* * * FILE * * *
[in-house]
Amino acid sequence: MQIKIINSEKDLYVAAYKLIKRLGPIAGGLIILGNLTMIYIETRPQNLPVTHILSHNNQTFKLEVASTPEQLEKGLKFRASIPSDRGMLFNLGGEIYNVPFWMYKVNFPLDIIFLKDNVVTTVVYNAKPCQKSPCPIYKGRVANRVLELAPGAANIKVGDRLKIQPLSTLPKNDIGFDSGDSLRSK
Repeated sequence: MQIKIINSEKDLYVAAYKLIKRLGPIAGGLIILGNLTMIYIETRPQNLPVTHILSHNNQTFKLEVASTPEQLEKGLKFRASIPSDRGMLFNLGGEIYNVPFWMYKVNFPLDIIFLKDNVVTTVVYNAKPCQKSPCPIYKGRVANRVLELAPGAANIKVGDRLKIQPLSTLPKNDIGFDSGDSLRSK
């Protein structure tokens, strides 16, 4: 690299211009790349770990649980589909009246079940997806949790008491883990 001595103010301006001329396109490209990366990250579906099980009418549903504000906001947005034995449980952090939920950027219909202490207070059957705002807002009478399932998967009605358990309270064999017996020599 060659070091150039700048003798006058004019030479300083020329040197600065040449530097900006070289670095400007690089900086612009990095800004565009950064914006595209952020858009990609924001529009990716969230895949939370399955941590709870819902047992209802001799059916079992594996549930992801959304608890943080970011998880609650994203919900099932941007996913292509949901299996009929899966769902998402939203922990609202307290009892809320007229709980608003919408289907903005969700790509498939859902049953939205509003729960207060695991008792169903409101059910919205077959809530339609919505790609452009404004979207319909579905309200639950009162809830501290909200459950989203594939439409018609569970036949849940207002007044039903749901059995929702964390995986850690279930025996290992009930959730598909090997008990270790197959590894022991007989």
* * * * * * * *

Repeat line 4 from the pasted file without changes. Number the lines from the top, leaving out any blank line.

């Protein structure tokens, strides 16, 4: 690299211009790349770990649980589909009246079940997806949790008491883990 001595103010301006001329396109490209990366990250579906099980009418549903504000906001947005034995449980952090939920950027219909202490207070059957705002807002009478399932998967009605358990309270064999017996020599 060659070091150039700048003798006058004019030479300083020329040197600065040449530097900006070289670095400007690089900086612009990095800004565009950064914006595209952020858009990609924001529009990716969230895949939370399955941590709870819902047992209802001799059916079992594996549930992801959304608890943080970011998880609650994203919900099932941007996913292509949901299996009929899966769902998402939203922990609202307290009892809320007229709980608003919408289907903005969700790509498939859902049953939205509003729960207060695991008792169903409101059910919205077959809530339609919505790609452009404004979207319909579905309200639950009162809830501290909200459950989203594939439409018609569970036949849940207002007044039903749901059995929702964390995986850690279930025996290992009930959730598909090997008990270790197959590894022991007989």